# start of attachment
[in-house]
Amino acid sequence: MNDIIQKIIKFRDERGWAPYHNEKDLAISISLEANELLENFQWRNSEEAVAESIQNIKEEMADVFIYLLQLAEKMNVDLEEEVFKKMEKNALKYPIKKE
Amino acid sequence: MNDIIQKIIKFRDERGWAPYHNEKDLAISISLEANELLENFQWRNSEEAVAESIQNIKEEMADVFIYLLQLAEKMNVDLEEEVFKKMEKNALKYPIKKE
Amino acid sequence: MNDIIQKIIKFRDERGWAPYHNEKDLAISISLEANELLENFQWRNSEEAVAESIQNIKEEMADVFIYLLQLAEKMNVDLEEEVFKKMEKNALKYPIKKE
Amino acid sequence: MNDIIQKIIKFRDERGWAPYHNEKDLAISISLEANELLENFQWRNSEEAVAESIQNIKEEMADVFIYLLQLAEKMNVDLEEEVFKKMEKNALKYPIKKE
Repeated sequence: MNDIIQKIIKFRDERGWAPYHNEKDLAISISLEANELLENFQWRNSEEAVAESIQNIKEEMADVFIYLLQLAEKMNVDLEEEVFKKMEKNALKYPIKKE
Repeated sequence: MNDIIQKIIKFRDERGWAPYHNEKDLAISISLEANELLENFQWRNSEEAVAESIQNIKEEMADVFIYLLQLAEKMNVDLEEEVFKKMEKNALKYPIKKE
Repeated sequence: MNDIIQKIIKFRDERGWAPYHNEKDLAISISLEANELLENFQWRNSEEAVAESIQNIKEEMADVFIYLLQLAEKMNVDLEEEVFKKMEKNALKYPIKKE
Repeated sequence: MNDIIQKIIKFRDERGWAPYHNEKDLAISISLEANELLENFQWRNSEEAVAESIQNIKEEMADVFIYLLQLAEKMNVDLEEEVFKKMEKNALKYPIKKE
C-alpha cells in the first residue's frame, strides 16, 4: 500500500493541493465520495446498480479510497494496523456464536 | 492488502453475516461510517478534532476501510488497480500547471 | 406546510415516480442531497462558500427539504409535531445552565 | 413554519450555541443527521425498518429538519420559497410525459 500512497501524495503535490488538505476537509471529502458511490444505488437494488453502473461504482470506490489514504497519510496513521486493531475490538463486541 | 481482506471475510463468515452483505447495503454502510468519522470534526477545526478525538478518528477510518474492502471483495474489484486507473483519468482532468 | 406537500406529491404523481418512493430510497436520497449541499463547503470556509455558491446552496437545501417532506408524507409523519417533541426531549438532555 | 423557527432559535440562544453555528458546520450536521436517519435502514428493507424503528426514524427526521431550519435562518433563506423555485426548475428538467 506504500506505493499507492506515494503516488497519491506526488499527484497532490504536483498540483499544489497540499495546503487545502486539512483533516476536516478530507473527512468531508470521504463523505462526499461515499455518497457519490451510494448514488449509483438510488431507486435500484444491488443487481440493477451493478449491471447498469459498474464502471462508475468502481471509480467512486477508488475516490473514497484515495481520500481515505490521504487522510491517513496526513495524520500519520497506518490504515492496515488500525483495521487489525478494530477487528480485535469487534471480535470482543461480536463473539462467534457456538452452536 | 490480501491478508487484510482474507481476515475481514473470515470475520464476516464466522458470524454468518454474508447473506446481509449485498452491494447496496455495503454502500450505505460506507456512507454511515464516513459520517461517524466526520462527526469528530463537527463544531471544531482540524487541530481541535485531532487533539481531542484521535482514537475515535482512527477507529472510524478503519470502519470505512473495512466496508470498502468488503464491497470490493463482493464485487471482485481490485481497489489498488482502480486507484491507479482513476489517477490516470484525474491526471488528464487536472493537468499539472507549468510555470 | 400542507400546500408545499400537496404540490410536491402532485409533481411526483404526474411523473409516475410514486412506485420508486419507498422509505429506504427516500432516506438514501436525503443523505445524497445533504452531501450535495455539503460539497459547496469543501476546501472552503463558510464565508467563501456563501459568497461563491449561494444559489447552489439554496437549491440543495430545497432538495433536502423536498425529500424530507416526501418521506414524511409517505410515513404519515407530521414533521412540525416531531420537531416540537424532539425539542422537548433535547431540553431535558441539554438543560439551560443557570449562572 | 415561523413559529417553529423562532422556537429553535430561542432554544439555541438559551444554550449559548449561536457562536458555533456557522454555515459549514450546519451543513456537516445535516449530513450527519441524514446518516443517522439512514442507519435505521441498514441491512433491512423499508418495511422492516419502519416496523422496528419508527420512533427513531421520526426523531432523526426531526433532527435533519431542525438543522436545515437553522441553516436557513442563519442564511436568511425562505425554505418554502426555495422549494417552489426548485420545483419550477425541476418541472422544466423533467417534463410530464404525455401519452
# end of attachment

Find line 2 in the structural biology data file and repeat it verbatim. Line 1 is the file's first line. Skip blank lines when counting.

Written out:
Amino acid sequence: MNDIIQKIIKFRDERGWAPYHNEKDLAISISLEANELLENFQWRNSEEAVAESIQNIKEEMADVFIYLLQLAEKMNVDLEEEVFKKMEKNALKYPIKKE